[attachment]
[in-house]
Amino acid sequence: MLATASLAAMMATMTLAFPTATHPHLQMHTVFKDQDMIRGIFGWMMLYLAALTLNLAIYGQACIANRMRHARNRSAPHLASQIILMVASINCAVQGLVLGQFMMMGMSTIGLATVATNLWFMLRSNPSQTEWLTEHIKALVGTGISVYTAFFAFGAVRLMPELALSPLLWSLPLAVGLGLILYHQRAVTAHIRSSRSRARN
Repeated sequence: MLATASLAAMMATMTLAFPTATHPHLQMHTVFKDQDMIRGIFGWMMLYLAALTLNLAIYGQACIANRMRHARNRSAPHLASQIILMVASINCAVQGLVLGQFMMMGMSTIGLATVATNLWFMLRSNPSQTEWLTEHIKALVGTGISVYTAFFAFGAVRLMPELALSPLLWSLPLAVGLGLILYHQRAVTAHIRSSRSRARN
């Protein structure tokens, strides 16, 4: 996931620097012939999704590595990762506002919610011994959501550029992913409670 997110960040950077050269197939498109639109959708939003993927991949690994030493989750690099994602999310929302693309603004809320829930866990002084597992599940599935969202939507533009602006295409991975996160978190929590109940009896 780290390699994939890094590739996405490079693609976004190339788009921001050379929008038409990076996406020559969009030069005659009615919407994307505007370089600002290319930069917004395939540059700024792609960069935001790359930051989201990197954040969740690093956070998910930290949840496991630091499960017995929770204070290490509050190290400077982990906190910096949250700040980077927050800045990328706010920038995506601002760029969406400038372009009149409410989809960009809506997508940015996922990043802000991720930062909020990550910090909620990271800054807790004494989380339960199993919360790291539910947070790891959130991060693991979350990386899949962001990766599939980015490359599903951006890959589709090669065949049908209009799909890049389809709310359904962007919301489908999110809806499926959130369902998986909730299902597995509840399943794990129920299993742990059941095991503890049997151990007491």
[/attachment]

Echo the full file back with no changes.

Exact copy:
[in-house]
Amino acid sequence: MLATASLAAMMATMTLAFPTATHPHLQMHTVFKDQDMIRGIFGWMMLYLAALTLNLAIYGQACIANRMRHARNRSAPHLASQIILMVASINCAVQGLVLGQFMMMGMSTIGLATVATNLWFMLRSNPSQTEWLTEHIKALVGTGISVYTAFFAFGAVRLMPELALSPLLWSLPLAVGLGLILYHQRAVTAHIRSSRSRARN
Repeated sequence: MLATASLAAMMATMTLAFPTATHPHLQMHTVFKDQDMIRGIFGWMMLYLAALTLNLAIYGQACIANRMRHARNRSAPHLASQIILMVASINCAVQGLVLGQFMMMGMSTIGLATVATNLWFMLRSNPSQTEWLTEHIKALVGTGISVYTAFFAFGAVRLMPELALSPLLWSLPLAVGLGLILYHQRAVTAHIRSSRSRARN
């Protein structure tokens, strides 16, 4: 996931620097012939999704590595990762506002919610011994959501550029992913409670 997110960040950077050269197939498109639109959708939003993927991949690994030493989750690099994602999310929302693309603004809320829930866990002084597992599940599935969202939507533009602006295409991975996160978190929590109940009896 780290390699994939890094590739996405490079693609976004190339788009921001050379929008038409990076996406020559969009030069005659009615919407994307505007370089600002290319930069917004395939540059700024792609960069935001790359930051989201990197954040969740690093956070998910930290949840496991630091499960017995929770204070290490509050190290400077982990906190910096949250700040980077927050800045990328706010920038995506601002760029969406400038372009009149409410989809960009809506997508940015996922990043802000991720930062909020990550910090909620990271800054807790004494989380339960199993919360790291539910947070790891959130991060693991979350990386899949962001990766599939980015490359599903951006890959589709090669065949049908209009799909890049389809709310359904962007919301489908999110809806499926959130369902998986909730299902597995509840399943794990129920299993742990059941095991503890049997151990007491």